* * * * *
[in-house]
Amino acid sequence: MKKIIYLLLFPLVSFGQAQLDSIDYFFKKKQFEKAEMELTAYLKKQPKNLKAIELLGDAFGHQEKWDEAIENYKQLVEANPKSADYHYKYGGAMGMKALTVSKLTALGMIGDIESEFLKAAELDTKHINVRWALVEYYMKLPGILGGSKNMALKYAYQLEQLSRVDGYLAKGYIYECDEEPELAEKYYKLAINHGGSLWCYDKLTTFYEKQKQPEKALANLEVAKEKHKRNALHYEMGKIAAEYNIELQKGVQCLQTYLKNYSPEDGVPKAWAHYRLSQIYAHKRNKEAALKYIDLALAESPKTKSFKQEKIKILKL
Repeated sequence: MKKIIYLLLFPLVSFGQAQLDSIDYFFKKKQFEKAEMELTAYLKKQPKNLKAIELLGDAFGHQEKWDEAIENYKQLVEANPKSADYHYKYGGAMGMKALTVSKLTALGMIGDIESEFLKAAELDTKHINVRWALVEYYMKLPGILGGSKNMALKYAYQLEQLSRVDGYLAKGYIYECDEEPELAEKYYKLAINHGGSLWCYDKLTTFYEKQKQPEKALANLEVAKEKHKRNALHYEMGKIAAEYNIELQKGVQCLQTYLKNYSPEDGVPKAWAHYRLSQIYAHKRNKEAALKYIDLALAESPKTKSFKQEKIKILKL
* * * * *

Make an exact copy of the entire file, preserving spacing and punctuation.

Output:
[in-house]
Amino acid sequence: MKKIIYLLLFPLVSFGQAQLDSIDYFFKKKQFEKAEMELTAYLKKQPKNLKAIELLGDAFGHQEKWDEAIENYKQLVEANPKSADYHYKYGGAMGMKALTVSKLTALGMIGDIESEFLKAAELDTKHINVRWALVEYYMKLPGILGGSKNMALKYAYQLEQLSRVDGYLAKGYIYECDEEPELAEKYYKLAINHGGSLWCYDKLTTFYEKQKQPEKALANLEVAKEKHKRNALHYEMGKIAAEYNIELQKGVQCLQTYLKNYSPEDGVPKAWAHYRLSQIYAHKRNKEAALKYIDLALAESPKTKSFKQEKIKILKL
Repeated sequence: MKKIIYLLLFPLVSFGQAQLDSIDYFFKKKQFEKAEMELTAYLKKQPKNLKAIELLGDAFGHQEKWDEAIENYKQLVEANPKSADYHYKYGGAMGMKALTVSKLTALGMIGDIESEFLKAAELDTKHINVRWALVEYYMKLPGILGGSKNMALKYAYQLEQLSRVDGYLAKGYIYECDEEPELAEKYYKLAINHGGSLWCYDKLTTFYEKQKQPEKALANLEVAKEKHKRNALHYEMGKIAAEYNIELQKGVQCLQTYLKNYSPEDGVPKAWAHYRLSQIYAHKRNKEAALKYIDLALAESPKTKSFKQEKIKILKL